Africa's 200 Million Empty Plates

When the U.N. ponders the continent's ills and their tragic consequences, a sorry list of contributing factors needs to be on the table

By Paul Magnusson

"Children are starving in Africa."

American parents have uttered the same phrase for decades to persuade their kids to finish dinners rather than waste precious food. Yet the simple statement has remained depressingly valid year after year.

Africa perpetually seems to offer examples of how benighted a continent can be. This year, a civil war in Sudan triggers homelessness, starvation, and despair; a despot in Zimbabwe sacrifices the poor on the altar of his political ambitions; a drought and a locust invasion threatens the children of Niger.

These will be the latest crises to occupy the U.N. Millennium Summit when the world body meets Sept. 14 in New York. But the underlying problems remain the same: Africa's increasing inability to feed its people.


  Food security has been on the decline since 1970 in sub-Sahara Africa, with the number of malnourished children and adults growing from 88 million to an estimated 200 million by 2001, according to an Aug. 12 report from the International Food Policy Research Institute.

If current trends continue, the most vulnerable population, kids under five, would be hit hardest. The youngest group of malnourished children would climb from 28 million to more than 33 million. Under slightly more pessimistic assumptions, the figure would grow to 55 million by 2025.

What's holding Africa back? Many things, say the authors:

• Governments are rife with "corruption, collusion, and nepotism." War and insecurity discourage investment which could lead to higher crop yields, while starvation inevitably leads to more conflict.

• AIDS is decimating the population. It's the leading cause of death among adults. An estimated 2.3 million died of the disease in 2003, while another 27 million are thought to have contracted the HIV virus that causes AIDS. When adults contract it, households are less able to pay for or produce food, money goes toward medical and funeral costs, and children are left orphans.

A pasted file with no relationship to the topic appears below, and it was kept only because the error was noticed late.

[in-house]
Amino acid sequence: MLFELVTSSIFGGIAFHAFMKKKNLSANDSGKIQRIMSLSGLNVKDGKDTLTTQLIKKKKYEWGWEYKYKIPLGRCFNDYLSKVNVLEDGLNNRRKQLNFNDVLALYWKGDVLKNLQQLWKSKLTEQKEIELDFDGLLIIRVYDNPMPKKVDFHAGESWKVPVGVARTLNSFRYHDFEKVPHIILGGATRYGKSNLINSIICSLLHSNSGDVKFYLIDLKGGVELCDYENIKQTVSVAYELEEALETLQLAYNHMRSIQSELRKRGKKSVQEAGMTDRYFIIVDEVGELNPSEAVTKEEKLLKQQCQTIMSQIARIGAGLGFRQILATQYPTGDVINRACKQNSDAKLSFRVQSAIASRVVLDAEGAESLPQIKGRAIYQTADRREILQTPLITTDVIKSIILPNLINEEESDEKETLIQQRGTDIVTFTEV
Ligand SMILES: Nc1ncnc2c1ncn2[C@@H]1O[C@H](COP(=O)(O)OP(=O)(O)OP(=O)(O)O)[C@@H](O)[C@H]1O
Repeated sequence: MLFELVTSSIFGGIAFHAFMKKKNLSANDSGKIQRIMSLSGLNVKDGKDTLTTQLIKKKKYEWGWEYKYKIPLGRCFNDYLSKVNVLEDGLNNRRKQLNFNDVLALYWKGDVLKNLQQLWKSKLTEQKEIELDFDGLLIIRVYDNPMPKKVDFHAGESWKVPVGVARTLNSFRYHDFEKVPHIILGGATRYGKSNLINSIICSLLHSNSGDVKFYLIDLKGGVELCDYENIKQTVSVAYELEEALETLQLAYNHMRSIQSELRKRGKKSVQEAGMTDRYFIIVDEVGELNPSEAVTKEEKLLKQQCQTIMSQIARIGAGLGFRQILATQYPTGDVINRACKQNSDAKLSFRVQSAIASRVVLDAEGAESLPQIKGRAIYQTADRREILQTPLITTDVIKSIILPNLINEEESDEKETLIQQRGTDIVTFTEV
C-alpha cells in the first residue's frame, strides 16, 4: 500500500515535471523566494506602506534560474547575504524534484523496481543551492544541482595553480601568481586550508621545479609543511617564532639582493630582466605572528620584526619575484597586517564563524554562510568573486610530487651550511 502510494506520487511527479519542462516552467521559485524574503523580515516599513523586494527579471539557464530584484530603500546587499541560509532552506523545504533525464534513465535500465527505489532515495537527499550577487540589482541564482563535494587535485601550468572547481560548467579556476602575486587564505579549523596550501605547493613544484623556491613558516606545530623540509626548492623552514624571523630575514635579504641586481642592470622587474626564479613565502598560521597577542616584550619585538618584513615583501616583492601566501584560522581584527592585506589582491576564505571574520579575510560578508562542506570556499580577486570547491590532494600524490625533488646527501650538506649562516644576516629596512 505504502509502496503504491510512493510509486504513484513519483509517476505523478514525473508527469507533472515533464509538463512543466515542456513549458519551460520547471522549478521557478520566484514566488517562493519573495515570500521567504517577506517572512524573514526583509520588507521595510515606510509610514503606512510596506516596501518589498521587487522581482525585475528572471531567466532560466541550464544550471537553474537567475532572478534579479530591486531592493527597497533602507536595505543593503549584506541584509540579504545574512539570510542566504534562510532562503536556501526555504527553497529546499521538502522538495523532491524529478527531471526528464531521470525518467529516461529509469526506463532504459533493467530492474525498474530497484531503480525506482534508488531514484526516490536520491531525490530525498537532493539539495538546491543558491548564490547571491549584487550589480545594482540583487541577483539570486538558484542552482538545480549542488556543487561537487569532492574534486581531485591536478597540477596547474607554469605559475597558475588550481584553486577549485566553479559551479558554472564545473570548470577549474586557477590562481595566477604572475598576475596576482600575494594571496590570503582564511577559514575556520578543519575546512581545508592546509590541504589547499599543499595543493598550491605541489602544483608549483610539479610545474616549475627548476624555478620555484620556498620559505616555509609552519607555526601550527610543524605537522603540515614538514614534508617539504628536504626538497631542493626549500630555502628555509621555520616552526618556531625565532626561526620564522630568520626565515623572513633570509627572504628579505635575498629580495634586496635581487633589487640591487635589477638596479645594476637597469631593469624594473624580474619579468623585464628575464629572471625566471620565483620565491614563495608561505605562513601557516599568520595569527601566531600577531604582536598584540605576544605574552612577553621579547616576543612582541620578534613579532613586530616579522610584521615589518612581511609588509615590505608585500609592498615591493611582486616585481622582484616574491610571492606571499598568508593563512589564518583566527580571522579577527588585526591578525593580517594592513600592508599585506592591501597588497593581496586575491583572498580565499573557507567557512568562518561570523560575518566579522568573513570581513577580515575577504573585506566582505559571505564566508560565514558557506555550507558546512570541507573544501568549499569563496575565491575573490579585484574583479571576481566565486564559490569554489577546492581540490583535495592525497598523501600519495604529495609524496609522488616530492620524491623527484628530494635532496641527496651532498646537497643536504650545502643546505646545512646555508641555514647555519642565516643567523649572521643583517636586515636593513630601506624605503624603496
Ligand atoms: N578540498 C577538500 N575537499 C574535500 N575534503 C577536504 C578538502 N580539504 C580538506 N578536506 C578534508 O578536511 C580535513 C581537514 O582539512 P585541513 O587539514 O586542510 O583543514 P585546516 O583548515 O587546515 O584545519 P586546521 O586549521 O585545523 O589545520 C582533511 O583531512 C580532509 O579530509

By 2020, the U.N. estimates that AIDS will kill 20% or more of the population working in agriculture in many southern African countries. When AIDS strikes a rural family, they often switch from labor-intensive, more nutritious foods, such as corn, to less nutritious varieties, such as root crops.

• Productive soil is fast disappearing. Soil quality is "classified as degraded" on 72% of arable land and 31% of pastureland, thanks to erosion and overuse, according to the report. Little fertilizer is available, with animal dung often diverted for use as fuel rather than to replenish soils.

• Poverty remains extreme, and it's growing. The number of those living on $1 a day or less climbed to 316 million in 2001, nearly doubling from 163 million in 1981. Few in this group can afford to buy adequate food.

• Rural areas lack infrastructure -- roads, bridges, telephones, electricity. All would help in marketing and transporting food. It would also facilitate exports, allowing African nations to earn hard currency that could be used for buying capital goods from the developed world.

• Investment in agriculture dropped from 6% of government budgets to 4.9% over the past two decades, the report says. The corresponding figure for Asia is 10%. Investment in research is needed to develop hardier crops and more productive farming methods, including genetically modified foods.

• Trade policies in the developed world make things worse for Africans growing the few crops that can be exported, such as peanuts, cotton, sugar, and cocoa. High tariffs in the developed world discourage such imports, while huge farm subsidies in the U.S., Europe, and Japan allow farmers there to undercut prices in Africa.

Trade liberalization in the developed world for agricultural goods could add $5 billion to Africa's yearly income, according to some estimates. "Those subsidies make it much more difficult for African farmers to compete with European and American farmers," says one of the report's authors, Mark W. Rosegrant, an agricultural economist.

• Too many African crops are dependent on rainfall rather than on irrigation. The result is drought-induced famines and soil erosion. Only 1% of farmland is irrigated, the report says.


  Despite the bad news, Rosegrant insists there are some positive trends in Africa that could revive its economy, which is overwhelmingly dependent on agriculture. Inflation has declined from 40% to the 10% range over the past decade, while budget deficits have shrunk from 5% of GDP to an average of 1% in the sub-Sahara region.

Some countries like South Africa and Zambia are serving as models for rural development. Under a best-case scenario, the number of hungry children under five could even drop down to 9 million by 2025.

"Many people think that all of Africa is a basket case, but that's just not the case," says Rosegrant. And with a little help from the developed world, maybe those pictures of starving children, and the dinner table exhortations not to waste food, will begin to disappear.

Magnusson is a correspondent in BusinessWeek's Washington Bureau

Edited by Phil Mintz